The UK is facing a chronic housing shortage, but housebuilders’ shares have taken a hammering in recent months. On the surface it is a conundrum. However, there are many forces at play.
This year's changes to stamp duty have been inflationary at the bottom end of the London market and deflationary at the top. As a result, confidence and sentiment have been badly hit. The EU referendum then heaped on a layer of uncertainty, depressing share prices further. The sector is also being hamstrung by a shortage of skills and some materials.
In the year to date, shares in Berkeley Group have fallen 34 per cent, Taylor Wimpey's are down 28 per cent and Barratt's 25 per cent. However, some analysts are bullish on the longer term fundamentals for housebuilders given the government target of building one million new homes by 2020. Meeting the target will not be easy. For starters, more land needs to be ready for development. As Berkeley's chief executive Rob Perrins has said: “It's about electricity. It's about gas. It's about adjoining land permissions. It's about all the infrastructure issues around getting land ready, and there are an awful lot of those.”
The government has an opportunity to tackle the crisis in an upcoming white paper on housing, now expected in January. It has raised the prospect of a clampdown on housebuilders that do not develop land quickly enough. Ministers would do well to embark on a drive to get land ready for development, too.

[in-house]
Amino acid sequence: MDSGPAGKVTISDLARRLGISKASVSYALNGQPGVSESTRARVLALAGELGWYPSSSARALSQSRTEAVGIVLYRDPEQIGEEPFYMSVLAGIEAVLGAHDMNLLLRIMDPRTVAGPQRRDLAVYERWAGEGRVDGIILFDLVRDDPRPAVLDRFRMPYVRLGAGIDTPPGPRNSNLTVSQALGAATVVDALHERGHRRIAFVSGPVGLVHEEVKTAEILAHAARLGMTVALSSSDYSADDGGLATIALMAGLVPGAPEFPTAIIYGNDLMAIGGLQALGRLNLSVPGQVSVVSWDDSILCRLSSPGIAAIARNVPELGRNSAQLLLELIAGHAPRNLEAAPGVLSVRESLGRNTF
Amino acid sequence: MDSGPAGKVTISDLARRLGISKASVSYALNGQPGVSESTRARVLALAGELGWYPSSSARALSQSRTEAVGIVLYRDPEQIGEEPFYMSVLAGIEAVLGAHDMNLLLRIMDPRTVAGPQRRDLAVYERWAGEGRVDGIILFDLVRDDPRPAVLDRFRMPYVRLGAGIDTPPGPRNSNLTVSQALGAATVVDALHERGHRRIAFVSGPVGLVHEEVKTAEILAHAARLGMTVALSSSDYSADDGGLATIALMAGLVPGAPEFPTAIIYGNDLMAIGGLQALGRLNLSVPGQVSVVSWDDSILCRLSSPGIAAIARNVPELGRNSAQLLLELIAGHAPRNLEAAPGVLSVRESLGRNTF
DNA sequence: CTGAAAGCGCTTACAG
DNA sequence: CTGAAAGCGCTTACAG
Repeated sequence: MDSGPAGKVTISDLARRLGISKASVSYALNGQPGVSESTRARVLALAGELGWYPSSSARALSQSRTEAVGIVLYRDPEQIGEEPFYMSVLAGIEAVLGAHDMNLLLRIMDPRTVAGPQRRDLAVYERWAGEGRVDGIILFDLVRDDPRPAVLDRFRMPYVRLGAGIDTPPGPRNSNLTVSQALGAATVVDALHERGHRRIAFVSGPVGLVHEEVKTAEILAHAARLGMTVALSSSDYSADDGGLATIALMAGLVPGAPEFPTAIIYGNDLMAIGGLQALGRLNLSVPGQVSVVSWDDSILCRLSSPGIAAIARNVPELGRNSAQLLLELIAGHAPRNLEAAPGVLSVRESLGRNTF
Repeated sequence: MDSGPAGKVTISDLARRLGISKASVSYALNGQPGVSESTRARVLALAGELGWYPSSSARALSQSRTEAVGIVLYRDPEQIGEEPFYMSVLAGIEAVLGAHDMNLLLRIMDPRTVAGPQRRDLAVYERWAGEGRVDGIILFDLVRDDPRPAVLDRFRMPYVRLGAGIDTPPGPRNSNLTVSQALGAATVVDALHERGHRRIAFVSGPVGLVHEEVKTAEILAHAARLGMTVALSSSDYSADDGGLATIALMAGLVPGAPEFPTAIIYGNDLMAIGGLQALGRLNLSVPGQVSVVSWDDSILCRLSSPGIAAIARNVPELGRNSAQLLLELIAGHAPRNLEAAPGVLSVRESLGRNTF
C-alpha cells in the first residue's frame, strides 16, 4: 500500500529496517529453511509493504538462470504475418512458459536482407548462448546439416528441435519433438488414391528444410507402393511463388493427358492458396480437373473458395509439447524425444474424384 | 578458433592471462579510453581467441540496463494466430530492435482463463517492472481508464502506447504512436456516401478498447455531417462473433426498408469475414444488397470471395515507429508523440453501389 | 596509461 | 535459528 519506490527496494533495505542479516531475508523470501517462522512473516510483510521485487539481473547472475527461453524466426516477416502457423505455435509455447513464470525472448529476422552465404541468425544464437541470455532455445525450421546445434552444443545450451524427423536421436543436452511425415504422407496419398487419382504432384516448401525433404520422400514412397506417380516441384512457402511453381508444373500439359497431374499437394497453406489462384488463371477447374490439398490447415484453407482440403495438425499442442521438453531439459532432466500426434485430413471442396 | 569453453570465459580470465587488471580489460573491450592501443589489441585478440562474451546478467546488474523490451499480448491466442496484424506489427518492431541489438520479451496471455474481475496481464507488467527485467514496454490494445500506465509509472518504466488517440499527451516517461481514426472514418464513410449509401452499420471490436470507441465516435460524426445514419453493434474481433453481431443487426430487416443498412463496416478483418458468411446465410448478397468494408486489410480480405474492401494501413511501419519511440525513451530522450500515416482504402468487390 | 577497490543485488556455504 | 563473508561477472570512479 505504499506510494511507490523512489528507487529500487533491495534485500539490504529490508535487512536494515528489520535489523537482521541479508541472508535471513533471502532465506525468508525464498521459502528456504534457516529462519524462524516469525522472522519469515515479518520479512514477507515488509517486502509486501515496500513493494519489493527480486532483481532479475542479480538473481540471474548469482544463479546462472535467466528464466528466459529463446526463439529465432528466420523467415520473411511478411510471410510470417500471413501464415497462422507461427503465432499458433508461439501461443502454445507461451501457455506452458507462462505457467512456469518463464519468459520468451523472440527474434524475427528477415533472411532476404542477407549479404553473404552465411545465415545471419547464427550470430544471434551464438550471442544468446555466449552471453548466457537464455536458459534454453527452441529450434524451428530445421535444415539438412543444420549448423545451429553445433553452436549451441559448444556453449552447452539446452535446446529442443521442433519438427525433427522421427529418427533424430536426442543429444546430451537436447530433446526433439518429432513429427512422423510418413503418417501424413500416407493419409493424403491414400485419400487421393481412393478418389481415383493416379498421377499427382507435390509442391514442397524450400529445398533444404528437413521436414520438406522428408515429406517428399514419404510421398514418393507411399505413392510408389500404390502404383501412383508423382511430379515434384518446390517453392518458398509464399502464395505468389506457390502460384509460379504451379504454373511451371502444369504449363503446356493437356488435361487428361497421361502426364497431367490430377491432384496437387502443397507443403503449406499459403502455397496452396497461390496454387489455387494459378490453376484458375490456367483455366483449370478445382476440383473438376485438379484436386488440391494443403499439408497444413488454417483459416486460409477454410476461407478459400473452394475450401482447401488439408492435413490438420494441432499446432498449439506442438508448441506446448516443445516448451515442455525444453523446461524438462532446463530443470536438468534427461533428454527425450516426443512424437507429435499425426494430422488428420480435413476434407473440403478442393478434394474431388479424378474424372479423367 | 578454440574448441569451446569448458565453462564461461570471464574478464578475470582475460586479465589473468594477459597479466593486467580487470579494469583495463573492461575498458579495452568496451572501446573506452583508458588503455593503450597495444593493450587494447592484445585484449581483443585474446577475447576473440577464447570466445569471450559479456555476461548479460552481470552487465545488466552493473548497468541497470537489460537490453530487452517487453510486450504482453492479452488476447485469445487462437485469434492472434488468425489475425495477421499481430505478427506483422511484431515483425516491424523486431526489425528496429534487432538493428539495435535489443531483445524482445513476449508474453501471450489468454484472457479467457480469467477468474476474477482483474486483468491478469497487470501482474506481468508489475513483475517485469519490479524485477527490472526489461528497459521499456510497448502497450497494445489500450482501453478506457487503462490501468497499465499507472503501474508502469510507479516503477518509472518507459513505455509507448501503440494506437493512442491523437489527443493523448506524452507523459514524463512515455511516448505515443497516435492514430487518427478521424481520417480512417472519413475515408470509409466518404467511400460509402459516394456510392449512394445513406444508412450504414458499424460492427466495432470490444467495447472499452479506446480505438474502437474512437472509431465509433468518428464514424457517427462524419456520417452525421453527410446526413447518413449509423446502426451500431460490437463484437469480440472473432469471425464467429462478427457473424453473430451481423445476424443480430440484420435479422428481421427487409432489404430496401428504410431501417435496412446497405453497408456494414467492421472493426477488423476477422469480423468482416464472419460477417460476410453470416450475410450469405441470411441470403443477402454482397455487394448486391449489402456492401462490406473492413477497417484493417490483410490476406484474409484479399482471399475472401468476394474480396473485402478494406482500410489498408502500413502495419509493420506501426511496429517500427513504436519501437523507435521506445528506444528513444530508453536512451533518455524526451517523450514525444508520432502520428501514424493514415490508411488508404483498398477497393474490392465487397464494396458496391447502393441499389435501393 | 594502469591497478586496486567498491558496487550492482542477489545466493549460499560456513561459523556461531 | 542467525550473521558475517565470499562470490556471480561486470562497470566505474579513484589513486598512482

Meanwhile, Berkeley, which has interim results on Friday, has engaged in some self-help in solving the skills crisis: it has reached over 500 apprentices for first time and pledges to triple the number in training by 2018. This underscores that the solution to the housing shortage is likely to involve initiatives from both industry and government.
Britain needs to build more homes of every single type but real growth will come from more construction in the middle of the market which, crucially, people can afford. That is where efforts should be concentrated, and soon, or the crisis will rumble on, much to shareholders' chagrin.